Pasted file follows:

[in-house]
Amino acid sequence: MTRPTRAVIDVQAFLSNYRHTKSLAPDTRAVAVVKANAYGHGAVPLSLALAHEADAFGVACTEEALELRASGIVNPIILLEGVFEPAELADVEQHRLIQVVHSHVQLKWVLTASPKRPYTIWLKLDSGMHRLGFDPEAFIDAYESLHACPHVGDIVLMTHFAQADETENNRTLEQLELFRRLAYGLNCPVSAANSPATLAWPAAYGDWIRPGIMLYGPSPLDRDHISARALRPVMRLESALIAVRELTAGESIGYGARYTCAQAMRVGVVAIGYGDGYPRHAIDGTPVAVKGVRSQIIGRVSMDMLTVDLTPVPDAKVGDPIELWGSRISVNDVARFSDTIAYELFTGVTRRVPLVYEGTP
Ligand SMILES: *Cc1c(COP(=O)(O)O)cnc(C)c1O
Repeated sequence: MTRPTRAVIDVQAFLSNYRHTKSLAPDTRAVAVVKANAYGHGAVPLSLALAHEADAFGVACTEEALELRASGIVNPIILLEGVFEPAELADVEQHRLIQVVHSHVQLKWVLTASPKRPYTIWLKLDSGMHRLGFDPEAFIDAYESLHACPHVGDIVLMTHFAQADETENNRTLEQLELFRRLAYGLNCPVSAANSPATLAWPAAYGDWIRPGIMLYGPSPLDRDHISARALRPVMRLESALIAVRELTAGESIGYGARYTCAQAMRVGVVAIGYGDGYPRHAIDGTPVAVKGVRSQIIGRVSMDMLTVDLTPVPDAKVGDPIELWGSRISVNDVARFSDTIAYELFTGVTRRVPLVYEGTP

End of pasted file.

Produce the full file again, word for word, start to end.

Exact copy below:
[in-house]
Amino acid sequence: MTRPTRAVIDVQAFLSNYRHTKSLAPDTRAVAVVKANAYGHGAVPLSLALAHEADAFGVACTEEALELRASGIVNPIILLEGVFEPAELADVEQHRLIQVVHSHVQLKWVLTASPKRPYTIWLKLDSGMHRLGFDPEAFIDAYESLHACPHVGDIVLMTHFAQADETENNRTLEQLELFRRLAYGLNCPVSAANSPATLAWPAAYGDWIRPGIMLYGPSPLDRDHISARALRPVMRLESALIAVRELTAGESIGYGARYTCAQAMRVGVVAIGYGDGYPRHAIDGTPVAVKGVRSQIIGRVSMDMLTVDLTPVPDAKVGDPIELWGSRISVNDVARFSDTIAYELFTGVTRRVPLVYEGTP
Ligand SMILES: *Cc1c(COP(=O)(O)O)cnc(C)c1O
Repeated sequence: MTRPTRAVIDVQAFLSNYRHTKSLAPDTRAVAVVKANAYGHGAVPLSLALAHEADAFGVACTEEALELRASGIVNPIILLEGVFEPAELADVEQHRLIQVVHSHVQLKWVLTASPKRPYTIWLKLDSGMHRLGFDPEAFIDAYESLHACPHVGDIVLMTHFAQADETENNRTLEQLELFRRLAYGLNCPVSAANSPATLAWPAAYGDWIRPGIMLYGPSPLDRDHISARALRPVMRLESALIAVRELTAGESIGYGARYTCAQAMRVGVVAIGYGDGYPRHAIDGTPVAVKGVRSQIIGRVSMDMLTVDLTPVPDAKVGDPIELWGSRISVNDVARFSDTIAYELFTGVTRRVPLVYEGTP